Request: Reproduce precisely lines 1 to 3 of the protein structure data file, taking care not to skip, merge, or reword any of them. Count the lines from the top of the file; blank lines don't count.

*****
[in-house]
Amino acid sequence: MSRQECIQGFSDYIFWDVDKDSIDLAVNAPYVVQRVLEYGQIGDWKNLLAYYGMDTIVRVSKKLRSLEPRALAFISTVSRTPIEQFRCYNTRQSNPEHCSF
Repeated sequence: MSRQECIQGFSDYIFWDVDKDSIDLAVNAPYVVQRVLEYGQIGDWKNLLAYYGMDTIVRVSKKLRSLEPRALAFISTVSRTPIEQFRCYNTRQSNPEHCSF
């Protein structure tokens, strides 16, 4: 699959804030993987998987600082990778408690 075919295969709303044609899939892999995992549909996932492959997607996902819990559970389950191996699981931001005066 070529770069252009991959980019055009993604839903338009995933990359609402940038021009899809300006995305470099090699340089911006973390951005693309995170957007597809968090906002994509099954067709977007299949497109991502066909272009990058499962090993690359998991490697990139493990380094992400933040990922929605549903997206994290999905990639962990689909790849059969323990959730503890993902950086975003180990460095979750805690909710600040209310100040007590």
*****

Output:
[in-house]
Amino acid sequence: MSRQECIQGFSDYIFWDVDKDSIDLAVNAPYVVQRVLEYGQIGDWKNLLAYYGMDTIVRVSKKLRSLEPRALAFISTVSRTPIEQFRCYNTRQSNPEHCSF
Repeated sequence: MSRQECIQGFSDYIFWDVDKDSIDLAVNAPYVVQRVLEYGQIGDWKNLLAYYGMDTIVRVSKKLRSLEPRALAFISTVSRTPIEQFRCYNTRQSNPEHCSF